Bates to raise scholarship funds for local students
Bates College announced today a campaign to raise scholarship funds for local students who attend the liberal arts institution. Longtime Auburn resident and Bates parent Barbara Trafton will lead the fund-raising effort for a new endowment that will be dedicated to the financial support of students from Lewiston, Auburn and surrounding communities in Androscoggin County.
Bates College President Elaine Tuttle Hansen made the announcement to about 100 community members attending a Bates Community Breakfast, the first of the 2004-05 academic year at the Edmund S. Muskie Archives on campus.
“The new Androscoggin Scholarship Fund will help to ensure that talented and deserving students from our community continue to have access to the very special kind of education that our faculty and staff work hard to provide,” Hansen said.
“It is very fitting that as we are about to mark the sesquicentennial anniversary of the founding of Bates, we reconfirm our commitment to the young people of the community that has been our home since 1855. This fund is meant to be a guarantor of opportunity for the next 150 years.”
In her remarks, Hansen said that financial aid continues to be the college’s most pressing challenge. “Today it costs about $10,000 more annually to educate each student than we charge in tuition. And many of our students cannot afford the full tuition bill due to their financial circumstances. We can only make up the difference between our revenues and expenses through earnings on our endowment or through fund raising.”
Last year Bates spent more than $14 million in financial aid awards to students. Included in this total was nearly $260,000 in direct grants to 21 students from Lewiston, Auburn and other towns in Androscoggin County. But Bates has a lower endowment than its peers in New England, and so the college’s resources are strained by the increasing needs of students and families. While alumni have been generous in their support of scholarship awards, rapidly escalating costs have persuaded college officials to appeal for the first time to the local community for help.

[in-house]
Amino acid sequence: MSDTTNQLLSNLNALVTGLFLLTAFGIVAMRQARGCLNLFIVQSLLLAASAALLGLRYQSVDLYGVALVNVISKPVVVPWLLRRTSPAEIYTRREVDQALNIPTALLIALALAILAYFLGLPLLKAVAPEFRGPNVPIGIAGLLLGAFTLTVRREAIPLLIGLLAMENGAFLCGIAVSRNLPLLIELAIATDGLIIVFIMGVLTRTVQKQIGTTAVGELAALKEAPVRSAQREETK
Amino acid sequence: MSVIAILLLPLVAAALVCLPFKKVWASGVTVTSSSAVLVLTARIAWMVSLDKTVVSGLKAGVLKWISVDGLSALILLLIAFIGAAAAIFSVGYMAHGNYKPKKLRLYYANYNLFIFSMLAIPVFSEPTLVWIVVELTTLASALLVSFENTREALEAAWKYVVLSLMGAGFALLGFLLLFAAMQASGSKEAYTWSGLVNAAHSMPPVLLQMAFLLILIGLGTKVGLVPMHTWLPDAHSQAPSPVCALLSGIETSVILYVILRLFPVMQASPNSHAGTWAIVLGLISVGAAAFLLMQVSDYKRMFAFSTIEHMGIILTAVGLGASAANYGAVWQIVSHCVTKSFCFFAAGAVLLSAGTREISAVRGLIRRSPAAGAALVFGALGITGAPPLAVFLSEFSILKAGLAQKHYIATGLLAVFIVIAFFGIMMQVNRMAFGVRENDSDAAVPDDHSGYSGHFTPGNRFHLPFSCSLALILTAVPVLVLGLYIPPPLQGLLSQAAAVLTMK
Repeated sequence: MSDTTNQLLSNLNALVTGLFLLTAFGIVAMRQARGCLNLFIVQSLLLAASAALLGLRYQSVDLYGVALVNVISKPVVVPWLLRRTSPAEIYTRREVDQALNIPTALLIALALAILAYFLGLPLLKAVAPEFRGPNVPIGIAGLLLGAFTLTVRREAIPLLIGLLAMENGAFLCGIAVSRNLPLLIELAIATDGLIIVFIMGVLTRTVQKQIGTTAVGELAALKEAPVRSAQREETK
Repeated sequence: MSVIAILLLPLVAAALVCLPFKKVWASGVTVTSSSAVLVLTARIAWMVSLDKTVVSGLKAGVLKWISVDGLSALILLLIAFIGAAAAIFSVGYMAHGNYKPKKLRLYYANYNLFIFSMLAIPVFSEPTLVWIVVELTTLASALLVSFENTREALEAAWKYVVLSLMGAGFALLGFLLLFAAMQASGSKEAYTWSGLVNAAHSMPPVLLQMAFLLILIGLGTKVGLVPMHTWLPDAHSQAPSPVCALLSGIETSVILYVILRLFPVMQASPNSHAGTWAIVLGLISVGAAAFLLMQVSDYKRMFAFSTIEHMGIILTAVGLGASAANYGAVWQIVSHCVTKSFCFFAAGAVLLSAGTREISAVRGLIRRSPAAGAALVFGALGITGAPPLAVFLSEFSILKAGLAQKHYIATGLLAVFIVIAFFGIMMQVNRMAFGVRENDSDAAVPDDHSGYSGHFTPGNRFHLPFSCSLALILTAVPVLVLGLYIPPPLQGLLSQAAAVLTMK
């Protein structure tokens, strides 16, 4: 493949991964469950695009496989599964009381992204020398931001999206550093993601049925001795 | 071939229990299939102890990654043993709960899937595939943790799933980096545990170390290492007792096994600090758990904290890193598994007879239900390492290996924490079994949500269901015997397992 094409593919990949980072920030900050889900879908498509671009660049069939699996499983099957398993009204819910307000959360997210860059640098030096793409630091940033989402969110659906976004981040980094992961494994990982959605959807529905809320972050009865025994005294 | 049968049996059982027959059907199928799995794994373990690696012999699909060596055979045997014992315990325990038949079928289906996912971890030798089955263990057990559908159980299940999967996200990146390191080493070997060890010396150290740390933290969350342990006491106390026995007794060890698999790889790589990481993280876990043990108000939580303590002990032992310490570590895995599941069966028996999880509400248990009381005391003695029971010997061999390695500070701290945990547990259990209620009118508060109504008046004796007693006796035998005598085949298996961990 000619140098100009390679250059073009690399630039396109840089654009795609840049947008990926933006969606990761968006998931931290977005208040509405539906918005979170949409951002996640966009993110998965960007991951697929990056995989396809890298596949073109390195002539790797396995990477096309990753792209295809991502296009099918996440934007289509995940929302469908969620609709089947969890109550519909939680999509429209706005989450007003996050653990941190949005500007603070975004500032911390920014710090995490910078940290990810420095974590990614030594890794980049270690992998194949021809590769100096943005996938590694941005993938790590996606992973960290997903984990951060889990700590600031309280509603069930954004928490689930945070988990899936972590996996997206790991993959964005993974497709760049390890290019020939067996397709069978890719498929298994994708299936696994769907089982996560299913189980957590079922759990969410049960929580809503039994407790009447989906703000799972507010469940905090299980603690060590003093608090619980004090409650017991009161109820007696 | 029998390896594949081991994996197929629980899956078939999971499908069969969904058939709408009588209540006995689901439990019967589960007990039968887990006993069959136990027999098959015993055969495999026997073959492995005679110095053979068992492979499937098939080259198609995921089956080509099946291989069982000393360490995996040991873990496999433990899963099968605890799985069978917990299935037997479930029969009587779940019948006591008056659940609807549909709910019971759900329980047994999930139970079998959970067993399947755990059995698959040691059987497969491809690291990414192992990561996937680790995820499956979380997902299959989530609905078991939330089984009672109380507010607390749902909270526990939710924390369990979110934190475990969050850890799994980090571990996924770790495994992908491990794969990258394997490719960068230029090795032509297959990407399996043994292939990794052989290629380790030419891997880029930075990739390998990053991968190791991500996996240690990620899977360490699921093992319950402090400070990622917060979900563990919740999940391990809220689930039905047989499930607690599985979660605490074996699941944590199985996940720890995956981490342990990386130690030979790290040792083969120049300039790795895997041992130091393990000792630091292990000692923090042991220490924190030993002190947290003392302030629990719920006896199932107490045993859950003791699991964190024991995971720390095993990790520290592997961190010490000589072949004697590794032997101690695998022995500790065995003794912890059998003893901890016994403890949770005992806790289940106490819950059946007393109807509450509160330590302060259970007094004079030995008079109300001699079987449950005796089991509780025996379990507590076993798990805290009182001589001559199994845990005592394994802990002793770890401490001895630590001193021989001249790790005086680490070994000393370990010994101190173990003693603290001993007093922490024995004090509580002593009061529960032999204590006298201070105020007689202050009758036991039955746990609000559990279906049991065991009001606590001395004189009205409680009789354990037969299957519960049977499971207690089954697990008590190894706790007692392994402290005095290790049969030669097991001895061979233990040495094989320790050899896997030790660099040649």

Trafton, who recently led the highly successful $7 million campaign to restore and expand the Auburn Public Library, will chair an organizing committee to plan how to best support the Androscoggin Scholarship Fund. “My family has deep roots in the Bates community spanning several generations,” Trafton said. “As a parent I witnessed first-hand the extraordinary effects of a Bates education on my own son, Ben. As a member of the Lewiston-Auburn community I am excited to have this opportunity to make sure that others can benefit from a Bates education.”
Trafton plans to begin recruiting members of the organizing committee in January. Donors to the scholarship fund will be able to join a new membership organization, the Alonzo Garcelon Society, which will provide special opportunities to participate in the social and academic life of the college. The Society is named for Lewiston native and former governor, Alonzo Garcelon, who persuaded the Rev. Oren Cheney, Bates’ founder, to locate his new institution in Lewiston rather than in one of several competing towns.
According to Hansen, the college hopes to raise at least $500,000 for the fund locally over the next three years. “We intend to seek the support of businesses, foundations and individuals throughout the greater Lewiston-Auburn area to start building this endowment,” she said. “Several faculty and staff members have already expressed interest in making gifts. Meanwhile, we are also actively searching for corporate or foundation sponsors to provide a dollar-for-dollar match and hope to have a total of $1 million invested in the fund by 2008.”